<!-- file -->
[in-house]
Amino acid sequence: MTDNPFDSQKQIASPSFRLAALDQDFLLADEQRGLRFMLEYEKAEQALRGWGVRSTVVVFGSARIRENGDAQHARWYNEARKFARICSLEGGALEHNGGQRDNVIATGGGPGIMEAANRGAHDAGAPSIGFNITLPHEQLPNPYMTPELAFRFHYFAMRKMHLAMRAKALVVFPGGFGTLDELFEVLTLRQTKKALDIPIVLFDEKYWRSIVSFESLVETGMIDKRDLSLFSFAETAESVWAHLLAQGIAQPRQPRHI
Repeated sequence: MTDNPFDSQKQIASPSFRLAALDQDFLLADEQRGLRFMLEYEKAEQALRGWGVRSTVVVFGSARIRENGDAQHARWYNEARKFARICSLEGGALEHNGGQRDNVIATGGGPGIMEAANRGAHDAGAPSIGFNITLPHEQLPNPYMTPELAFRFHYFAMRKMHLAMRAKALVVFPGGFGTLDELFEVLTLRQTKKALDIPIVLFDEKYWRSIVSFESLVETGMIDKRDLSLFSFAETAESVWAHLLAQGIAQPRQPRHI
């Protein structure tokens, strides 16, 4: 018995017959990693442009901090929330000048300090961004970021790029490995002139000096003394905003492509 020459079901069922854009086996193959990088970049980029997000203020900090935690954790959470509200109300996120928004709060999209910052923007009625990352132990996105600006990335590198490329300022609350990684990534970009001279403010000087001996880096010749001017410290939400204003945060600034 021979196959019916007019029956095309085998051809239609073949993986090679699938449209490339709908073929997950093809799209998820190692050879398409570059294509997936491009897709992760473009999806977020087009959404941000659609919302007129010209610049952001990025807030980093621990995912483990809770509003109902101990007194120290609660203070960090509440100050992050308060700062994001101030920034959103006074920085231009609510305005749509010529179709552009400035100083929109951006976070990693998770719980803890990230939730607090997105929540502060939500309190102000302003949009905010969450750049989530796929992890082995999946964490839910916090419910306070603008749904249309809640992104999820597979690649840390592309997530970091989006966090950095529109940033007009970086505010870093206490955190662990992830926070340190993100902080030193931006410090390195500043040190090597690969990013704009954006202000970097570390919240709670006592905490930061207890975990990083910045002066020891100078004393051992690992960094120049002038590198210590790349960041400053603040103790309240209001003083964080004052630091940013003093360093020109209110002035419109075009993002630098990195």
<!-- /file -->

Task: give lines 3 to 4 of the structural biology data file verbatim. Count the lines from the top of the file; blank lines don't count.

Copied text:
Repeated sequence: MTDNPFDSQKQIASPSFRLAALDQDFLLADEQRGLRFMLEYEKAEQALRGWGVRSTVVVFGSARIRENGDAQHARWYNEARKFARICSLEGGALEHNGGQRDNVIATGGGPGIMEAANRGAHDAGAPSIGFNITLPHEQLPNPYMTPELAFRFHYFAMRKMHLAMRAKALVVFPGGFGTLDELFEVLTLRQTKKALDIPIVLFDEKYWRSIVSFESLVETGMIDKRDLSLFSFAETAESVWAHLLAQGIAQPRQPRHI
């Protein structure tokens, strides 16, 4: 018995017959990693442009901090929330000048300090961004970021790029490995002139000096003394905003492509 020459079901069922854009086996193959990088970049980029997000203020900090935690954790959470509200109300996120928004709060999209910052923007009625990352132990996105600006990335590198490329300022609350990684990534970009001279403010000087001996880096010749001017410290939400204003945060600034 021979196959019916007019029956095309085998051809239609073949993986090679699938449209490339709908073929997950093809799209998820190692050879398409570059294509997936491009897709992760473009999806977020087009959404941000659609919302007129010209610049952001990025807030980093621990995912483990809770509003109902101990007194120290609660203070960090509440100050992050308060700062994001101030920034959103006074920085231009609510305005749509010529179709552009400035100083929109951006976070990693998770719980803890990230939730607090997105929540502060939500309190102000302003949009905010969450750049989530796929992890082995999946964490839910916090419910306070603008749904249309809640992104999820597979690649840390592309997530970091989006966090950095529109940033007009970086505010870093206490955190662990992830926070340190993100902080030193931006410090390195500043040190090597690969990013704009954006202000970097570390919240709670006592905490930061207890975990990083910045002066020891100078004393051992690992960094120049002038590198210590790349960041400053603040103790309240209001003083964080004052630091940013003093360093020109209110002035419109075009993002630098990195």